CEL’s REACH Adult Day Program is a year-round plan of action that provides members the chance to learn, make new friends, and succeed, all while having meaningful experiences throughout the day.
“So much of what we do is about social enrichment and reaching for success,” Levy says. “We strive for people with development disabilities to enjoy an enriched lifestyle through learning and having fun. Life skills, social skills, cooking, and learning about nutrition—they’re all critical. Our organization started as one for children.
“ It’s now for teens, adults, and seniors,” sheadds.
In 1968 young mothers looking for opportunities for their children with developmental disabilities approached Lynne Albanese, a social worker at the Deborah Boys Club in the Chicago neighborhood Albany Park. Social services for these children did not exist at the time. Albanese saw to it that the children were accepted to the club. More parents of children with developmental disabilities sought a similar outlet for their children.
Albanese and the Young Men’s Jewish Council then created a Sunday afternoon social enrichment program for children with developmental disabilities, paving the way to the formation of the Center for Enriched Living. Albanese handled CEL’s reins before handing them off to Levy in 2004.
Albanese retired to Las Vegas.
“Lynne is kind, funny, everyone’s friend,” says Levy, who worked for the Young Men’s Jewish Council as its director of development before landing her first position at CEL 33 years ago. “When you’re around Lynne, there’s a lot of laughter. She built quite a leadership team, with all of its people believing in the possibilities of people with development disabilities. We loved doing the work.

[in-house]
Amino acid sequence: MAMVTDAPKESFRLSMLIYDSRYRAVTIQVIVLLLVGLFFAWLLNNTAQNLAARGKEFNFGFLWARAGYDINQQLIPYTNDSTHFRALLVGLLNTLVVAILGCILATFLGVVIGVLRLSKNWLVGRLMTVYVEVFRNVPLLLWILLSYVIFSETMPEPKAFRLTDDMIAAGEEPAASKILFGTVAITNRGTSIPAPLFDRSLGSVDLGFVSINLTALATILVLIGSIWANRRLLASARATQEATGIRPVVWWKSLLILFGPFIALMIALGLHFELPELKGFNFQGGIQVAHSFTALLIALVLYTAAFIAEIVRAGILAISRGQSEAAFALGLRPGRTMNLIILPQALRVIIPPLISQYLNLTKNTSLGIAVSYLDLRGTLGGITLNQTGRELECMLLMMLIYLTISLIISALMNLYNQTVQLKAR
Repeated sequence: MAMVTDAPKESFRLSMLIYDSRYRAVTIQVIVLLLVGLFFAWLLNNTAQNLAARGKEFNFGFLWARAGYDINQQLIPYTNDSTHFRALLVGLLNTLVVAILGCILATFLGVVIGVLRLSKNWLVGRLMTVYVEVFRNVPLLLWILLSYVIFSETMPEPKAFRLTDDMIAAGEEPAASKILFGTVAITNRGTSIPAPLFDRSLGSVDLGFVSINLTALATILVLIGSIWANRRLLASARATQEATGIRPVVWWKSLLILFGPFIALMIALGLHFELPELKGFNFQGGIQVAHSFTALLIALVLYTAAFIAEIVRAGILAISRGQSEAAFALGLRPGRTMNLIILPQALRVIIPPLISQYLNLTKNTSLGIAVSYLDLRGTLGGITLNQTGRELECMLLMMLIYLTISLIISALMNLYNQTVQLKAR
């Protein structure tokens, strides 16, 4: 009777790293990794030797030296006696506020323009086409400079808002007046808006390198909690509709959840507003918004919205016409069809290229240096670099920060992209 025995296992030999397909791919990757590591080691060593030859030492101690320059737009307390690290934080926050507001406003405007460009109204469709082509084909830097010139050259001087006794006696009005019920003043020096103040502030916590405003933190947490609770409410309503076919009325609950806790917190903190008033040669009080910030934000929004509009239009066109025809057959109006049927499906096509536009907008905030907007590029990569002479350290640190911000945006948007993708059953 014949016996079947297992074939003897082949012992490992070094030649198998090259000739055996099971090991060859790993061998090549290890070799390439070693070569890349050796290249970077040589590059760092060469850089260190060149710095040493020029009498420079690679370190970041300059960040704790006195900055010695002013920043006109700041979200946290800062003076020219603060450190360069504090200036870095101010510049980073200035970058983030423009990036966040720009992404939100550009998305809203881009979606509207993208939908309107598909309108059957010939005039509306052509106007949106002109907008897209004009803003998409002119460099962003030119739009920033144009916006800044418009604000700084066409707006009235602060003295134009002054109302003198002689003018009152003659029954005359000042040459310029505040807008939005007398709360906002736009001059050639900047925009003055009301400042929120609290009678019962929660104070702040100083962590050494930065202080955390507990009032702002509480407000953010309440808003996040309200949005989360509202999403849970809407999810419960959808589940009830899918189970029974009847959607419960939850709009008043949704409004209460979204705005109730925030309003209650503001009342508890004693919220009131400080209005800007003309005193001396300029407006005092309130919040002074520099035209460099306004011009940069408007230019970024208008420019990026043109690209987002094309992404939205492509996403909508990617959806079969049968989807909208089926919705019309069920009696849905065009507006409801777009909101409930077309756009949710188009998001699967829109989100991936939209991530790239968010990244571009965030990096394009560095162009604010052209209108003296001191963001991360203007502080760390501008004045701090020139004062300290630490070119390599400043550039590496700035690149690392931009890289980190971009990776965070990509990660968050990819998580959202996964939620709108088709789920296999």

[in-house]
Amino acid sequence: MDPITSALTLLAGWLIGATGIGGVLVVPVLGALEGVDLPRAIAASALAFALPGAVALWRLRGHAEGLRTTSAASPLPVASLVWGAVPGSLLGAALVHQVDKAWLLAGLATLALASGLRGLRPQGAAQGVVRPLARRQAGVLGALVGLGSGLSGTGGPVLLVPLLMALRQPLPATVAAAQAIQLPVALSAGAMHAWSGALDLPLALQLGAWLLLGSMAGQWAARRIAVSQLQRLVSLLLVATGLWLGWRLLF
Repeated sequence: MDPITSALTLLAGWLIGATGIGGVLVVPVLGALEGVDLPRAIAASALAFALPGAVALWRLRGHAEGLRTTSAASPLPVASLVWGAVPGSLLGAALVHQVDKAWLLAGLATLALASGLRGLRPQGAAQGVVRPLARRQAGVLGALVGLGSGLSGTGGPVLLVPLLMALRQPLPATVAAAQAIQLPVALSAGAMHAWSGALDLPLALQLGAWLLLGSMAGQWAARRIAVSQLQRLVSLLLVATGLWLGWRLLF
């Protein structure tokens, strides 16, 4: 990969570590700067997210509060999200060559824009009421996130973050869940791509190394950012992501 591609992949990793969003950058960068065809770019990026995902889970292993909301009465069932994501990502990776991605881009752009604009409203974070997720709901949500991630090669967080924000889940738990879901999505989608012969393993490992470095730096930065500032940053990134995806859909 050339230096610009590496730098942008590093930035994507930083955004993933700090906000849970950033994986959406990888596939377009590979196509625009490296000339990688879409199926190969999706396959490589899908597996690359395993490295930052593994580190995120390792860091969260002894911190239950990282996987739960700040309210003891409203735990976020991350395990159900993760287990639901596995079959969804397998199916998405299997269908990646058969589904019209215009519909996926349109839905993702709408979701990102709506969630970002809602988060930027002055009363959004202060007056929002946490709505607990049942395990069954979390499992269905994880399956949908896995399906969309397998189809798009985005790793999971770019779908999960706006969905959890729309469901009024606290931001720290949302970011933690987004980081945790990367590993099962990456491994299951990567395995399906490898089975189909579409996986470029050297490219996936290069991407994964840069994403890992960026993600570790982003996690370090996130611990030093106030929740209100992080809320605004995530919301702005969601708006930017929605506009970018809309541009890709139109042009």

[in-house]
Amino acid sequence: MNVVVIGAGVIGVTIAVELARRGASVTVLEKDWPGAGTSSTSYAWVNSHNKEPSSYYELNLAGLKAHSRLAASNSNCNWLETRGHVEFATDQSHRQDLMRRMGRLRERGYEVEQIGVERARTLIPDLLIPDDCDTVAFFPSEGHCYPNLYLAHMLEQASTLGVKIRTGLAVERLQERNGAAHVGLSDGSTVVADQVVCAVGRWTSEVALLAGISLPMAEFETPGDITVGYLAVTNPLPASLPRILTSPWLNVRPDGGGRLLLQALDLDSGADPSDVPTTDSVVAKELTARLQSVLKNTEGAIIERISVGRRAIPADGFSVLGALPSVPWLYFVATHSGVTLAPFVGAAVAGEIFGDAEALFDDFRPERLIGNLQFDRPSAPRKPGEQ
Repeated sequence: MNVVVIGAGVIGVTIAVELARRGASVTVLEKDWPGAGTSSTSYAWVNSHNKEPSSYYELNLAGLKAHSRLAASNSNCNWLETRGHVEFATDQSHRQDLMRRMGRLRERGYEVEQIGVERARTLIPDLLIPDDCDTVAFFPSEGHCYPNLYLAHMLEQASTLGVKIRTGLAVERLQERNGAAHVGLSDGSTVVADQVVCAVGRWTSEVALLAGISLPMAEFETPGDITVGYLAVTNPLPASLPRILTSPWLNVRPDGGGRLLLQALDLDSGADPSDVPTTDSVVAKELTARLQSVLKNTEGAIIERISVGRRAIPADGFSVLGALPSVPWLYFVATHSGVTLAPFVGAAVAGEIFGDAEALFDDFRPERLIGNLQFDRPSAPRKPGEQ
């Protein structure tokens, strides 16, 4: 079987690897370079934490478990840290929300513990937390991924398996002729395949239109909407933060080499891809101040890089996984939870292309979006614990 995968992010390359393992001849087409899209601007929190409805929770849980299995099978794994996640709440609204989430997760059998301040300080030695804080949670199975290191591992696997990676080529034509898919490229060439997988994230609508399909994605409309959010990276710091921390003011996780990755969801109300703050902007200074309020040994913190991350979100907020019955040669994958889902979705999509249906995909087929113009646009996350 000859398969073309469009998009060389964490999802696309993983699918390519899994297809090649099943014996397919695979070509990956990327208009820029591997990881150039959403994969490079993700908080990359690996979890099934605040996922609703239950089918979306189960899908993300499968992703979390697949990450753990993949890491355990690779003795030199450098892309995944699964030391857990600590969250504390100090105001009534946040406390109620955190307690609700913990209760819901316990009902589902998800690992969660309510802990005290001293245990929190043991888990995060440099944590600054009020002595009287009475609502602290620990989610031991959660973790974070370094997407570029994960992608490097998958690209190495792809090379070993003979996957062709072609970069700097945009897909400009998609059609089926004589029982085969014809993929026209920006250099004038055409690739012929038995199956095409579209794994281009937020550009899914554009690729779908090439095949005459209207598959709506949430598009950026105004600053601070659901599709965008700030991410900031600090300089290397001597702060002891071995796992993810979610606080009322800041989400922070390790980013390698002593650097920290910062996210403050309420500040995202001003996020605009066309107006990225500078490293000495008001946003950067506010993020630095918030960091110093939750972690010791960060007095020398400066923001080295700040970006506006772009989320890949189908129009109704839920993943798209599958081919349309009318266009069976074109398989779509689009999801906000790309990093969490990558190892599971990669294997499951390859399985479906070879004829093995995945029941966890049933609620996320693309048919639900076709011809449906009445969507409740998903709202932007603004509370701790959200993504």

“We loved doing what we could to remove barriers that prevented the best life for people with disabilities.
” Levy spent the first 17 years of her life in New York. She attended Lawrence High School, located “in the shadow of JFK Airport,” she says. Irwin Levy and his wife, the late Toby, a fashion consultant and PR professional, made sure a family dinner always included a melodious side of classical music playing in the background.
“I had a great appreciation for the arts, thanks to my parents,” says Levy, the wife of dentist Al Roseroot and the mother of the couple’s daughters, 38-year-old Cassie and 35-year-old Mollie, an artist living in Logan Square. Grandson Owen—the son of Cassie and Tony Spano—was born in January 2020.
Harriet first met Al when Al, a native of Rogers Park, was attending Tufts University School of Dental Medicine in Boston. They got married 45 years ago. Harriet took a job as an editorial assistant on the East Coast before moving to the Chicago area and working briefly in PR. Her gig with the Young Men’s Jewish Council kick-started her estimable career in service to others.
“My husband loves the work I do, and he’s proud of me,” Levy says. “He’s loving, kind, so sweet to me, thoughtful. We have a great friendship. And he’s a family person. He’s also a wonderful dentist. Loves being a dentist.
“He’s my dentist.”
The Center for Enriched Living (CEL), 847- 948-7001, is located at 280 Saunders Road in Riverwoods. For more information, and for anyone interested in registering for CEL programs, visit centerforenrichedliving.org